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PM Modi will inaugurate Maharishi Valmiki Ayodhya Airport, 3 facts about it

Prime Minister Narendra Modi is set to launch the new Ayodhya Airport in Uttar Pradesh this Friday. This facility is distinguished by its namesake, the renowned sage and poet Maharishi Valmiki. According to Union Civil Aviation Minister Jyotiraditya Scindia, PM Modi has a vision of developing contemporary airports and railway stations across the country. Maharishi Valmiki is well-known for authoring the ancient epic, the Ramayana.

Key highlights of the Ayodhya Airport include:

1. The Shri Ram International Ayodhya Airport, situated approximately 15 kilometers from central Ayodhya.

2. A terminal building spanning 6500 square meters, designed to accommodate an annual passenger volume of around 1 million.

3. The terminal is designed with eco-friendly features, such as thermal insulation, energy-efficient lighting, rainwater collection, landscaped areas with fountains, waste and water treatment facilities, and a solar power setup, all contributing to its GRIHA 5-star environmental rating.

4. An extended runway compatible with A-321/B-737 aircraft at Ayodhya Airport.

5. IndiGo is expected to conduct the first flight from Delhi to Ayodhya, with commercial operations starting on January 6.

In addition to the airport, PM Modi will initiate the groundwork for a new greenfield township in Ayodhya, budgeted at over ₹2180 crore. He is also scheduled to introduce two new Amrit Bharat trains (Darbhanga-Ayodhya-Anand Vihar Terminal Amrit Bharat Express and Malda Town-Sir M. Visvesvaraya Terminus (Bengaluru) Amrit Bharat Express) and six new Vande Bharat trains.

The Prime Minister will inaugurate railway projects totaling ₹2300 crore. These include the Rooma Chakeri-Chanderi third line project; the Jaunpur-Tulsi Nagar, Akbarpur-Ayodhya, Sohawal-Patranga, and Safdarganj-Rasauli sections of the Jaunpur-Ayodhya-Barabanki doubling project; and the doubling and electrification of the Malhaur-Daliganj railway section.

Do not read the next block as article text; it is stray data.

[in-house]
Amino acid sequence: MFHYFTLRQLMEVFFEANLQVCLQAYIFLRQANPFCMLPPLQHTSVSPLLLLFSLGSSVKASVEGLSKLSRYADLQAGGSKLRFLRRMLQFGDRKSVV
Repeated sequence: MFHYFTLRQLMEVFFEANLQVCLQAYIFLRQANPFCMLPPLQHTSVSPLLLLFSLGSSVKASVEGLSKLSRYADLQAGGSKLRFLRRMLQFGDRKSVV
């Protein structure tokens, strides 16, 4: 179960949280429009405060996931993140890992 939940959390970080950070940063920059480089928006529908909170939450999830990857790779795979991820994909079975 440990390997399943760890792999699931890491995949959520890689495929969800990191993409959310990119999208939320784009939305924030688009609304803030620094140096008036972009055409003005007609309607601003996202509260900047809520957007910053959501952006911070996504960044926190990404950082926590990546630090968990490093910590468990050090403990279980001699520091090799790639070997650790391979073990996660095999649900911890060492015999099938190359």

Additionally, PM Modi will commence various infrastructure projects, such as the Lucknow-Ayodhya section of NH-28 (rebranded NH-27), modification of the Ayodhya bypass, establishment of a CIPET centre, and construction of new offices for the Municipal Corporation in Ayodhya.

History of Ayodhya

Ayodhya, a city steeped in myth, spirituality, and history, is located in the Indian state of Uttar Pradesh. It’s famously known as the birthplace of Lord Rama, a major deity in Hinduism, and the setting of the epic Ramayana. Ayodhya’s history spans several millennia, with its origins shrouded in the mists of time and legend.

In ancient texts, Ayodhya is described as a city of unparalleled splendor, founded by Manu, the progenitor of mankind according to Hindu scriptures. It became the capital of the Kosala Kingdom, flourishing under the rule of the Ikshvaku dynasty, to which Lord Rama belonged.

Throughout history, Ayodhya has been a center of religious significance. It’s dotted with temples and ghats (riverfront steps), with the Sarayu River, considered sacred, flowing nearby. Despite being a focal point of Hindu worship, the city also exemplifies India’s composite culture, having been influenced by Buddhism, Jainism, and Islam over the centuries.

In more recent times, Ayodhya has been at the heart of political and religious discourse in India, particularly regarding the Babri Masjid-Ram Janmabhoomi dispute, a contentious and defining issue in Indian politics.

Today, Ayodhya continues to attract pilgrims and tourists, drawn to its rich tapestry of history, faith, and culture, and is undergoing a phase of redevelopment and revitalization to enhance its historical and religious significance.

Ram Janmabhoomi and Babri Masjid controversy

The Ram Janmabhoomi-Babri Masjid controversy is a long-standing religious and political dispute in Ayodhya, India. Central to the conflict is a sacred site claimed by Hindus as the birthplace of Lord Rama (Ram Janmabhoomi) and by Muslims for the Babri Masjid, a mosque built in the 16th century by the Mughal emperor Babur. The mosque was demolished by Hindu nationalists in 1992, sparking widespread communal riots across India. The ensuing legal battles culminated in a landmark 2019 Supreme Court verdict, which allocated the land for the construction of a Hindu temple, while providing an alternative site for a mosque, aiming to resolve the decades-old conflict.

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